While the extended lead times haven’t had a dramatic effect on customers green-lighting projects, Johnson expects some may delay construction until the price of materials becomes more reasonable.

Last year, work was down about 40% at Adolph Johnson & Son, although 2021 is about on par with a typical year “or slightly busier,” he says. The industrial sector is strong and retail accounts for about 70% of the contractor’s work this year, including a 10,000-square-foot drugstore it’s constructing off Interstate 79 in New Castle, Pa.

For Lee Michael Industries Inc. in New Castle, work in the manufacturing sector is about 50% slower compared to previous years and the company is looking at about 25% fewer builds, says Mark Shenker, project planner.

However, he expects a “good amount of business” with the upcoming plant shutdown season. That’s when manufacturing customers halt production so Lee Michael Industries can go inside their plants for renovation work and ensure everything is up to code.

“During the last week of July, we do a bunch of work when the employees aren’t there,” Shenker says.

In Columbiana, C. Tucker Cope & Associates has “a decent workload and a very good backlog,” says Joel Brezina, business development director. But with the rising prices of materials, she foresees construction slowing a bit.

“We don’t see this going away anytime soon,” Brezina says of the price hikes.

Like Boak & Sons, C. Tucker Cope buys in bulk, particularly miscellaneous construction materials such as rebar. The company deals with pre-engineered metal buildings, which are built to order, Brezina says. So it can’t really increase its inventory in that regard.

However, if more material needs to be added when a project is underway, “We have our own yard that’s stocked with material. We’re able to keep the project moving with no stop in construction,” Brezina says.

Workforce remains a serious issue for all construction contractors.

To recruit young people into the skilled trades, in September 2019 The Builders Association organized the Mahoning Valley Skilled Trades Expo in partnership with area trade unions and county Educational Service Centers.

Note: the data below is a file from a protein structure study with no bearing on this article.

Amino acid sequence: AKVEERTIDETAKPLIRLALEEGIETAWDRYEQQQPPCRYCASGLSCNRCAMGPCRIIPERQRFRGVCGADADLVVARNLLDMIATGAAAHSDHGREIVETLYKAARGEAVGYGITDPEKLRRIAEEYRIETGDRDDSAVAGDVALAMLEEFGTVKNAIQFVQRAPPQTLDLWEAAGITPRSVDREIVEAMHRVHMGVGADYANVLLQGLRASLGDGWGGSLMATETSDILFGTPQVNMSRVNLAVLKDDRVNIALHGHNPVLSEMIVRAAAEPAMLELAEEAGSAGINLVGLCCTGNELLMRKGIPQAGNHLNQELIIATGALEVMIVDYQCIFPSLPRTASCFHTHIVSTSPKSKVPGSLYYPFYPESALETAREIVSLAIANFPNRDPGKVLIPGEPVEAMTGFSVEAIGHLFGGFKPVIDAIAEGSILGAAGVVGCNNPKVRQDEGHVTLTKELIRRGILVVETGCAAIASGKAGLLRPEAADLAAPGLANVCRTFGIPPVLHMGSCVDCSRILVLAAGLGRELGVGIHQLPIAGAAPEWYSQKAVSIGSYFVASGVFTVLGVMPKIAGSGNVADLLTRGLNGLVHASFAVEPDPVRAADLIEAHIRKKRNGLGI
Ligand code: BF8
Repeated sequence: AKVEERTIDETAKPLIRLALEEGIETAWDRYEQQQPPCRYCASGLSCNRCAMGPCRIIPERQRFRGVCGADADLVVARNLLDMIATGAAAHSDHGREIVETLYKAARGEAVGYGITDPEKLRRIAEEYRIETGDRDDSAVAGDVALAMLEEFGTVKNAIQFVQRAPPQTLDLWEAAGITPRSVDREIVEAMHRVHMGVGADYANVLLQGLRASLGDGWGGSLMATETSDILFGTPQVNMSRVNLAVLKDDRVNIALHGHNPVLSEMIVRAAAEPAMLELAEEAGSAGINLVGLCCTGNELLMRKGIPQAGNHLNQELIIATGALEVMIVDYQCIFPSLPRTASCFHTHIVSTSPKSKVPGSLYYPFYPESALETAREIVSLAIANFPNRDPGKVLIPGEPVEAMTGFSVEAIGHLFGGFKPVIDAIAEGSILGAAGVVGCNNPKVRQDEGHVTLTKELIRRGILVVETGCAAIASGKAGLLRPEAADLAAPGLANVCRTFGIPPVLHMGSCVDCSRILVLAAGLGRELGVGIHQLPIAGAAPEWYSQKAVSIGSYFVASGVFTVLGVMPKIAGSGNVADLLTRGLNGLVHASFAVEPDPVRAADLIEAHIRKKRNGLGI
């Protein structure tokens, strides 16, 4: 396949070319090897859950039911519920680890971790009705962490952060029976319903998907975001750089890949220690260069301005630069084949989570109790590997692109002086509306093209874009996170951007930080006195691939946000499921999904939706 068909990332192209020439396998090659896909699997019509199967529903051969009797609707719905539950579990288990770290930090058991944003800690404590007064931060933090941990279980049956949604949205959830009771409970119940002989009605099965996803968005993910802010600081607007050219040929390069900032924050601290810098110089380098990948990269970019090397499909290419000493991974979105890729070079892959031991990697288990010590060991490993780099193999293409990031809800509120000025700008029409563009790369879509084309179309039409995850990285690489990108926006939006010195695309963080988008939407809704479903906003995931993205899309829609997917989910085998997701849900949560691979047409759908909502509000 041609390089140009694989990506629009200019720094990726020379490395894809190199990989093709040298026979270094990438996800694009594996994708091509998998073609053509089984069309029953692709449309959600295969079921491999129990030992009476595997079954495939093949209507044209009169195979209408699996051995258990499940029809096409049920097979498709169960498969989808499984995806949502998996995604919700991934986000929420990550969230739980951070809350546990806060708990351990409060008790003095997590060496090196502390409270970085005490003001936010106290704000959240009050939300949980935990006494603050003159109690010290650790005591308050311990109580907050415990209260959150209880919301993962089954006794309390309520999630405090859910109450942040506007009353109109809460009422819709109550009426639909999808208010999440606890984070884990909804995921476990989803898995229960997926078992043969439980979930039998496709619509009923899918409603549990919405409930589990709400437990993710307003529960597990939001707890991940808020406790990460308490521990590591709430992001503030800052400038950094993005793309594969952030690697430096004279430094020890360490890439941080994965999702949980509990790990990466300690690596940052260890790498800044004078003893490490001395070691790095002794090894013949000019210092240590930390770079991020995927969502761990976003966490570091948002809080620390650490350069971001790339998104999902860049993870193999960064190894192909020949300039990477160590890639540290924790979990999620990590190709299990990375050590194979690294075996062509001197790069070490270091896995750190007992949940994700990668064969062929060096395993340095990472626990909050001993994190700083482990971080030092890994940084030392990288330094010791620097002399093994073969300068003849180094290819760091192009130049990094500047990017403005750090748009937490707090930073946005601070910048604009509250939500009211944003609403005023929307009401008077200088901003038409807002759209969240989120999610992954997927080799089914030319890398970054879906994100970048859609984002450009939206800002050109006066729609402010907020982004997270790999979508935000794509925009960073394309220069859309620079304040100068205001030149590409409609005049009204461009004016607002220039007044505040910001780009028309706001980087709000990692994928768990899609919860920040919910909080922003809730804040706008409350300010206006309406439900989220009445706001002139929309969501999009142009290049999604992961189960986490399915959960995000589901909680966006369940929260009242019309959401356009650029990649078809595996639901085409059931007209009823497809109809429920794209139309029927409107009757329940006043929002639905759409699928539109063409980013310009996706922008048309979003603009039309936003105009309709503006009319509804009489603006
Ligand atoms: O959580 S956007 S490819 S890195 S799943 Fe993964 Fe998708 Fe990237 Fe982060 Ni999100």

After being forced to cancel an expo scheduled in 2020 because of the pandemic, the event returns this year for two days, Sept. 22-23, at the Canfield Fairgrounds. New this year are evening hours, 3 to 6 p.m. on Sept. 22, where adults can tour the expo and see what career paths are available to them and their children.

While the annual event is a good long-term solution because it engages students, Reilly hopes the evening hours will address immediate needs.

“We recognize that we have some short-term issues that we need to address,” he says. “We definitely want to bring people into the industry.”

All members of The Builders are union contractors and can draw manpower from outside the area when needed.

“But the goal is to get Mahoning Valley and Shenango Valley residents in the industry,” Reilly says.

Apprenticeship programs generally run three to five years, depending on the trade. But participants don’t have to wait that long to earn a paycheck, Reilly says. The “earn while you learn” concept has first-year apprentices making about $15 per hour.

For the most part, contractors are retaining their current workforce and also accepting job applications.

Adolph Johnson, a union contractor, expects to bring on workers as work picks up, Paul Johnson says.

“Some of the work is just getting going So we haven’t added the people that we’re going to need,” he says.

Boak & Sons’ White says the company could hire a dozen individuals among its departments and have them working full-time, plus overtime. Hourly wages start at $15; the company offers a 401k, profit sharing, health care benefits and paid vacation.

“We make sure the people who come here want to stay here,” White says.

Pictured: About half of Hively Construction’s projects are in manufacturing. Bryan Horne, project manager, stands in front of an expansion at Extreme Machine and Fab.